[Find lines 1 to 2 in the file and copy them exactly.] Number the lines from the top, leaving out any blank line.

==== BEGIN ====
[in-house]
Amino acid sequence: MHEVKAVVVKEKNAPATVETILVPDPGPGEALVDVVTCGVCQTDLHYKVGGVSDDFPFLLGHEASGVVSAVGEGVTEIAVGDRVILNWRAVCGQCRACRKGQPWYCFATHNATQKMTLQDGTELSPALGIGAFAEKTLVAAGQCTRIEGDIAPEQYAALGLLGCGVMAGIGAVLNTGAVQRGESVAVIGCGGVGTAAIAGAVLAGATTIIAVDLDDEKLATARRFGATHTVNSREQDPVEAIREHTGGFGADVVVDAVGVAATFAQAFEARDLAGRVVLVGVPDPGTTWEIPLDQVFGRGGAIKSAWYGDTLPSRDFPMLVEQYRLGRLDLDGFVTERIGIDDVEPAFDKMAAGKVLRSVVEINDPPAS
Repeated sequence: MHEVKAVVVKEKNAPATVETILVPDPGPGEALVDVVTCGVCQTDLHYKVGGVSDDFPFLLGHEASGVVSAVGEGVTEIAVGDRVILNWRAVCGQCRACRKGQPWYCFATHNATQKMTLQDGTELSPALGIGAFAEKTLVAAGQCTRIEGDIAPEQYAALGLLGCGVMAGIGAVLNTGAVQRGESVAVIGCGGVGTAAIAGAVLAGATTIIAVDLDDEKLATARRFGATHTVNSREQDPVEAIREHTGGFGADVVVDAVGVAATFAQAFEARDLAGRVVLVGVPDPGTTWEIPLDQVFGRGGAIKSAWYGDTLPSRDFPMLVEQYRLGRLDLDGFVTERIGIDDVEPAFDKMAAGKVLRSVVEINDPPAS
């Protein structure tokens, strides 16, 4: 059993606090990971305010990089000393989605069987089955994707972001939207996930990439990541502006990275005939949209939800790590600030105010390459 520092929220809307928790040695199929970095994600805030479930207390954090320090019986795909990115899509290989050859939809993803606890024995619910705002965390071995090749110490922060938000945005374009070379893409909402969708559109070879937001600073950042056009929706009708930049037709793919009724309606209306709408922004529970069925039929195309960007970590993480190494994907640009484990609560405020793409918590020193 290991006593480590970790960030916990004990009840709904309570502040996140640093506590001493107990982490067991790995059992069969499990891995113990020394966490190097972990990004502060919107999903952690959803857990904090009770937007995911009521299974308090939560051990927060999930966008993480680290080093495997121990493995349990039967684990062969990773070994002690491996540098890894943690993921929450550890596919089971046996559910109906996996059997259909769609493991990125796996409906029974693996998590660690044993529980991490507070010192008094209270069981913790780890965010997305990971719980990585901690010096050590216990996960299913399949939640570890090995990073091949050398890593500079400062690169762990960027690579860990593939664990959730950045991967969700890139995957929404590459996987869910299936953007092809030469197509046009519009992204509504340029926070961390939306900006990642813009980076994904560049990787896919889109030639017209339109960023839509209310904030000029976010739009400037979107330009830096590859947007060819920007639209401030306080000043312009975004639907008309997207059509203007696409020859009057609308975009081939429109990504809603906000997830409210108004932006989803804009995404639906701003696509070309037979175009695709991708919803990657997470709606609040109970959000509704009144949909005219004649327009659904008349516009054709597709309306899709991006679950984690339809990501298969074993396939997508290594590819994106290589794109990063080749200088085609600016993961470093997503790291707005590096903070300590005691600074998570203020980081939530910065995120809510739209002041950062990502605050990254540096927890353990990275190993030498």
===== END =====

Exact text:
[in-house]
Amino acid sequence: MHEVKAVVVKEKNAPATVETILVPDPGPGEALVDVVTCGVCQTDLHYKVGGVSDDFPFLLGHEASGVVSAVGEGVTEIAVGDRVILNWRAVCGQCRACRKGQPWYCFATHNATQKMTLQDGTELSPALGIGAFAEKTLVAAGQCTRIEGDIAPEQYAALGLLGCGVMAGIGAVLNTGAVQRGESVAVIGCGGVGTAAIAGAVLAGATTIIAVDLDDEKLATARRFGATHTVNSREQDPVEAIREHTGGFGADVVVDAVGVAATFAQAFEARDLAGRVVLVGVPDPGTTWEIPLDQVFGRGGAIKSAWYGDTLPSRDFPMLVEQYRLGRLDLDGFVTERIGIDDVEPAFDKMAAGKVLRSVVEINDPPAS